Body size perceptions and preferences favor overweight in adult Saharawi refugees


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Nutrition Journal;17:17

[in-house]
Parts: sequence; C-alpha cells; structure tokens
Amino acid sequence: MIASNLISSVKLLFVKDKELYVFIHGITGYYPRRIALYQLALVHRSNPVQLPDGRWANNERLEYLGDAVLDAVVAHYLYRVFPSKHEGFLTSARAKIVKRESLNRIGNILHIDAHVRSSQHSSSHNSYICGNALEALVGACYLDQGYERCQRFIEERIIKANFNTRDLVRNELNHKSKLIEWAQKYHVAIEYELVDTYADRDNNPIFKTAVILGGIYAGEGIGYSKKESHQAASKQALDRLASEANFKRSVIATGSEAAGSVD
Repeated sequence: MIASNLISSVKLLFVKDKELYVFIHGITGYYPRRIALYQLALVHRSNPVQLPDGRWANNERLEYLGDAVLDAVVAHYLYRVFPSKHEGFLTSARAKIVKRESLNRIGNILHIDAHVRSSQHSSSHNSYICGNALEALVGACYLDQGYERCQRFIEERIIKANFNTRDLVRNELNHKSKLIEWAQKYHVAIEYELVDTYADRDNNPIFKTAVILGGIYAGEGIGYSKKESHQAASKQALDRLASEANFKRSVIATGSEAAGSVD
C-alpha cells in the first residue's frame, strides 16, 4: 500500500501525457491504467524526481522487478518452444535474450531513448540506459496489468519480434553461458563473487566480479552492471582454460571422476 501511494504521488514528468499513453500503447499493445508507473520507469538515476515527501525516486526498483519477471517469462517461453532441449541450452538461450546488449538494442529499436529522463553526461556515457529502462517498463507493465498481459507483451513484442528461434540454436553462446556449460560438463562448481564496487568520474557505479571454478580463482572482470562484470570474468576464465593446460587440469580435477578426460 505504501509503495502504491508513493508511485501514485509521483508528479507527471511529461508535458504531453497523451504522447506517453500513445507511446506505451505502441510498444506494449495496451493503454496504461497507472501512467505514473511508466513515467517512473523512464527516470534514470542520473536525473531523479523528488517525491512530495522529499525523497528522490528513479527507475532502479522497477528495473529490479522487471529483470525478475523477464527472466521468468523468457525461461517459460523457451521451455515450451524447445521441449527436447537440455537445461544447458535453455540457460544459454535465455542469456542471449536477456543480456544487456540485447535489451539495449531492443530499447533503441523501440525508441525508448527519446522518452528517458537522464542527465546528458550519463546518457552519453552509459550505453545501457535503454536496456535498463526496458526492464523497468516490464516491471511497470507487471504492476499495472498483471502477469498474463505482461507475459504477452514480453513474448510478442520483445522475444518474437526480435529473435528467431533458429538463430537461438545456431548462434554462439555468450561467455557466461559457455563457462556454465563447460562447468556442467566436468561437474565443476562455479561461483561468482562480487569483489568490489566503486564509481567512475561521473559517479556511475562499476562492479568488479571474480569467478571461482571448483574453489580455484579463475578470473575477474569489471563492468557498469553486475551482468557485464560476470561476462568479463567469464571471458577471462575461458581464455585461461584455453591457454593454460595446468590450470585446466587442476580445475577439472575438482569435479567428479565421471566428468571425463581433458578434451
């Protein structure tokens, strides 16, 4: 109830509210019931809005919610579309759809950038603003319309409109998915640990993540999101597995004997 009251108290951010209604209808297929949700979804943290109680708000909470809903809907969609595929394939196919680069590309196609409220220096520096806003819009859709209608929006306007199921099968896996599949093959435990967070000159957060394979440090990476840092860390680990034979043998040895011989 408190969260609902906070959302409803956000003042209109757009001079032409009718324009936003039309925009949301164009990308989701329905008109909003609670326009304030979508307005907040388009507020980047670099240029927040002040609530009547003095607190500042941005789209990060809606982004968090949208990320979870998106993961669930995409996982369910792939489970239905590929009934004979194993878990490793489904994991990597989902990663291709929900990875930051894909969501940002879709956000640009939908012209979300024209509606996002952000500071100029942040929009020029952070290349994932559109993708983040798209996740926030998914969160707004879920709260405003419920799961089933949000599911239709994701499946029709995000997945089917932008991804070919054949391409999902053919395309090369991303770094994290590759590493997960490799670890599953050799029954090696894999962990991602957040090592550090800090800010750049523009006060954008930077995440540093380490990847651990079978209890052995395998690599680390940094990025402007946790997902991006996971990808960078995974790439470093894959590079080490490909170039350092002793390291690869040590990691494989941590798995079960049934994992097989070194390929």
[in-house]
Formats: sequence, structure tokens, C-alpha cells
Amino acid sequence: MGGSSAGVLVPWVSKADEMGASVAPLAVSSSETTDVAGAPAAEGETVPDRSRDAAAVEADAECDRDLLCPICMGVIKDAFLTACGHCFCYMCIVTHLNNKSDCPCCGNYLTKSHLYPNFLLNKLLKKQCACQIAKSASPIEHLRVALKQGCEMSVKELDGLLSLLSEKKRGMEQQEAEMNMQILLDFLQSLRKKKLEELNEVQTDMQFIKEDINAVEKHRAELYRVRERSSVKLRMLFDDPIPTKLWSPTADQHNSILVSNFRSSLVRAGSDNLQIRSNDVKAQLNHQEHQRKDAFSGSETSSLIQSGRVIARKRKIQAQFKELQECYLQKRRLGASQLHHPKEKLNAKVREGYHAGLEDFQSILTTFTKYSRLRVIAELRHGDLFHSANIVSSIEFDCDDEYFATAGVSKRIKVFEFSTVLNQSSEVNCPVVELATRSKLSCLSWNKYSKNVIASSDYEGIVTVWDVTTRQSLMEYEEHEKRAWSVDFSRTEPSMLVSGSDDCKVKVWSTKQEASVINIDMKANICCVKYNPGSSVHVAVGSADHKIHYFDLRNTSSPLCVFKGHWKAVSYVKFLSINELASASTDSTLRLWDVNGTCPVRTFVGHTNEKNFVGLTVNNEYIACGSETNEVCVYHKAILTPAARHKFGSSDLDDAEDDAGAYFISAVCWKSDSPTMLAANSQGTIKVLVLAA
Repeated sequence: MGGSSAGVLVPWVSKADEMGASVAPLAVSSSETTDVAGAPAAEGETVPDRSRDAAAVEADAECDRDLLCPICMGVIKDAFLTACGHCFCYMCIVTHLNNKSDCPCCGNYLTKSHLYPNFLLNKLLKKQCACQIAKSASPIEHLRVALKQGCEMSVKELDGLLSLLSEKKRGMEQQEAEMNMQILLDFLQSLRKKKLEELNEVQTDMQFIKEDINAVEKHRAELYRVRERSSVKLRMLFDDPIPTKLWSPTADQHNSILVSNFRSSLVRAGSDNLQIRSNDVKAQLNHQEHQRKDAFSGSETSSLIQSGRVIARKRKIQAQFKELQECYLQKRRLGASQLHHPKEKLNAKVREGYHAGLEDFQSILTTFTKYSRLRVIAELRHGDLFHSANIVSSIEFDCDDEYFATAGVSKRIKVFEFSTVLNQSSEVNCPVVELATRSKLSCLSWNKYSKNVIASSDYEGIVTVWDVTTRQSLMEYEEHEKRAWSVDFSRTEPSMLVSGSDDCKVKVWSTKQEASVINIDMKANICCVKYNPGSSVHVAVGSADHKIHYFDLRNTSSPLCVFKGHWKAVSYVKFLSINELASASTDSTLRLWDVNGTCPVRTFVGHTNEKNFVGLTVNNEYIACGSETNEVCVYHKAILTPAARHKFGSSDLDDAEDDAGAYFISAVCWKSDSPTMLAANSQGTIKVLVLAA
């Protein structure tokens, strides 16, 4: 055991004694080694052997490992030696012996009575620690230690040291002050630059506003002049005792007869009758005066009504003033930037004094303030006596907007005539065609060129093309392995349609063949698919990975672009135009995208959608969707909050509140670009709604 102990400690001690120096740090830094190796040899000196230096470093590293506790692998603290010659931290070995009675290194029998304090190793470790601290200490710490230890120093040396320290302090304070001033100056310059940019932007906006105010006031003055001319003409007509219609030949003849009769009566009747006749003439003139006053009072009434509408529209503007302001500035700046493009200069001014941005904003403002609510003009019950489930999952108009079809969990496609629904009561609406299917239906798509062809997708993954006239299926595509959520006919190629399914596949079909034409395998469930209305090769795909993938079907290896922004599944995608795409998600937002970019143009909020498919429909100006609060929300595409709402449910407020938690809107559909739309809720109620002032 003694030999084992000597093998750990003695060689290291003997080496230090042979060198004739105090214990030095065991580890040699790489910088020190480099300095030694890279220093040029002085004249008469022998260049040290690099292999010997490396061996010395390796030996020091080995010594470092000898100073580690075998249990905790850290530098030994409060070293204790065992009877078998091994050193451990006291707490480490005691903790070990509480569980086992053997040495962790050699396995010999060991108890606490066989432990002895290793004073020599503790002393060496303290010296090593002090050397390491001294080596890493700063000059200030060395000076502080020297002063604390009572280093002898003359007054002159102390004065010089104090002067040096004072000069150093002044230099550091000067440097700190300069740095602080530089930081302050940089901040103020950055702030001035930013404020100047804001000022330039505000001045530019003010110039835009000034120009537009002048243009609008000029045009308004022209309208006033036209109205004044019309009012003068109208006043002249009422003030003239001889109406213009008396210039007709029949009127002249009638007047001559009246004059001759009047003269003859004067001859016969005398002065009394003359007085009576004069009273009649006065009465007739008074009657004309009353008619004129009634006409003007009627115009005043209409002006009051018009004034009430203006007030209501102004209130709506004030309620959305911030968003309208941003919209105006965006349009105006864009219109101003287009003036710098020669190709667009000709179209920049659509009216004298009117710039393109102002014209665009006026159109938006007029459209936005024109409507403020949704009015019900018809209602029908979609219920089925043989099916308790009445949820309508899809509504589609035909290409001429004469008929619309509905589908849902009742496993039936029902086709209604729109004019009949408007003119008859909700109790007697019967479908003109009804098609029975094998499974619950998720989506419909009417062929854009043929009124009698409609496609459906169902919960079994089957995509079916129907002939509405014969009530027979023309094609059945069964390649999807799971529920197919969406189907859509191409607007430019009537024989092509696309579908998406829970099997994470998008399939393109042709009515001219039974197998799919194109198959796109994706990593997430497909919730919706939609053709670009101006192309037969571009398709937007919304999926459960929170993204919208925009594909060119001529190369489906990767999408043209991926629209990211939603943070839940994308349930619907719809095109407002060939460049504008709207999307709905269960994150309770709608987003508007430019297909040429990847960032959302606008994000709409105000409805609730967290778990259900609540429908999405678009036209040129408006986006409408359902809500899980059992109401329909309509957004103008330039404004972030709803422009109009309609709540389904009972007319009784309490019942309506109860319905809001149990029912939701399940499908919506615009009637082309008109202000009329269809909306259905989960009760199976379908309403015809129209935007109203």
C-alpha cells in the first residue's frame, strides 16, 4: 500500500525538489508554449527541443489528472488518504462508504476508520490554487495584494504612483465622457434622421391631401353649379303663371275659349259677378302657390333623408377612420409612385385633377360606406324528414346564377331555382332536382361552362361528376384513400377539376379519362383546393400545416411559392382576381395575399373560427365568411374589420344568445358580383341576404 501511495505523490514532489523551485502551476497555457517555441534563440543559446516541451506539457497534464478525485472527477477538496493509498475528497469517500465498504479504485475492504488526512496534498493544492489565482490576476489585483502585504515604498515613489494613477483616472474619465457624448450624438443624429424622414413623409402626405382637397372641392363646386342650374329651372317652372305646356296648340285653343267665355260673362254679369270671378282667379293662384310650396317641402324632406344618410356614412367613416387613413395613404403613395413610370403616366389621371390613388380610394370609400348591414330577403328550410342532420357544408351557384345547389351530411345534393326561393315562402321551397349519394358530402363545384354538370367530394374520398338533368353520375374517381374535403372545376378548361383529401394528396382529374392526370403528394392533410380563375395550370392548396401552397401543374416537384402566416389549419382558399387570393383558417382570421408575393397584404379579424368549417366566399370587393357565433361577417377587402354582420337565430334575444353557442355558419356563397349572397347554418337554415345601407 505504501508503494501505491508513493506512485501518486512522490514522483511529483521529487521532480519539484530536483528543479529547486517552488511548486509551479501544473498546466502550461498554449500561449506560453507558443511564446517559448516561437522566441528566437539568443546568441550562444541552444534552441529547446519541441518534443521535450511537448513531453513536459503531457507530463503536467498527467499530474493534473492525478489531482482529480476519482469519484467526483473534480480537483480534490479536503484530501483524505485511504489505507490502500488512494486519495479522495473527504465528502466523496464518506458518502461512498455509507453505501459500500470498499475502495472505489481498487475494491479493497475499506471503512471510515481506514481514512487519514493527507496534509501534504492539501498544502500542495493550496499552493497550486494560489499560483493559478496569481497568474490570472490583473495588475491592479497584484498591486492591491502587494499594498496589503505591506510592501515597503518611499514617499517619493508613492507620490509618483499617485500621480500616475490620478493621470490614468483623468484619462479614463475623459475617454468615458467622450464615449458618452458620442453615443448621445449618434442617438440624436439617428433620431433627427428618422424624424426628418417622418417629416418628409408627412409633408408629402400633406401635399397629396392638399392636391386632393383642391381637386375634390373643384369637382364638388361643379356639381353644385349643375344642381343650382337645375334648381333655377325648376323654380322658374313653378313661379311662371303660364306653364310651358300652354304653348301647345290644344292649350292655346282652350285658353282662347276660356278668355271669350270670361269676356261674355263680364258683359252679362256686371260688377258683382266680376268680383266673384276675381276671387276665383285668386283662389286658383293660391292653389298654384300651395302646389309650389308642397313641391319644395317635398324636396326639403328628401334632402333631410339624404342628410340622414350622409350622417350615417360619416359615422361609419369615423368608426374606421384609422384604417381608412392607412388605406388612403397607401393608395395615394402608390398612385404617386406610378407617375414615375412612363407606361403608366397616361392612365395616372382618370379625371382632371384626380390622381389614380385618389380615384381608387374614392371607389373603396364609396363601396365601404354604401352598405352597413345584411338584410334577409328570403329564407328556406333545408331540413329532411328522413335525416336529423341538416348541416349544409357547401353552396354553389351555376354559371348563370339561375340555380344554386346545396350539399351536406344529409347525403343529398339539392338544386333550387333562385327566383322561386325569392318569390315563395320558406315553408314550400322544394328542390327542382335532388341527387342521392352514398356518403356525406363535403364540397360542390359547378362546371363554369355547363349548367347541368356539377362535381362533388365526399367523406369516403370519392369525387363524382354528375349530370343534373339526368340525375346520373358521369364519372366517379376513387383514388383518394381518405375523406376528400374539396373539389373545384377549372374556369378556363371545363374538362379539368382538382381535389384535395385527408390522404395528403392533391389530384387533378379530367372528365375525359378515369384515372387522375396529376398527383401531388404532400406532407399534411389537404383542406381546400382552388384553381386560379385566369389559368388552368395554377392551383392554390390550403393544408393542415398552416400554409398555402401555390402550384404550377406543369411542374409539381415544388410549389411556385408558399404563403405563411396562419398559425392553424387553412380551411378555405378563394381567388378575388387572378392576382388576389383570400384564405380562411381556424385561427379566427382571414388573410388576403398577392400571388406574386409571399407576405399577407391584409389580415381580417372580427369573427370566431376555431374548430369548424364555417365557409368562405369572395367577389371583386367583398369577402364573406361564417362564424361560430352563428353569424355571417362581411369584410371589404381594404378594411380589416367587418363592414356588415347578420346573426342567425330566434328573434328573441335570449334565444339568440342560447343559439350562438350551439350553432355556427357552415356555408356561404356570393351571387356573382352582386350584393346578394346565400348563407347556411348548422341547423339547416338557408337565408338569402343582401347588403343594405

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Background: Culture affects body image and body size perceptions from an early age and in many African countries, overweight has been associated with richness, health, strength, and fertility. The present study investigated body size perceptions and preferences in an African refugee population. Methods: The cross-sectional study was comprised of 180 and 175 randomly selected Saharawi women and men, respectively, between 18 and 80 years. Stunkard’s body figure scale was used to identify self-perceived body size, desired body size and desired body size in the opposite gender. Results: Approximately half of the participants had a correct self-perceived body size; among them 70% did not have a desire to have a smaller body size. Among women who preferred a body size corresponding to overweight in men, 77% also had a desired body size corresponding to overweight; compared to 43% for men. The youngest participants (18–25 years) were the least likely to overestimate their body size in comparison to the older participants (26–45 years and 46–80 years). Conclusion: We found an overall preference for an overweight body size, and a significant difference in body size perception associated with age.




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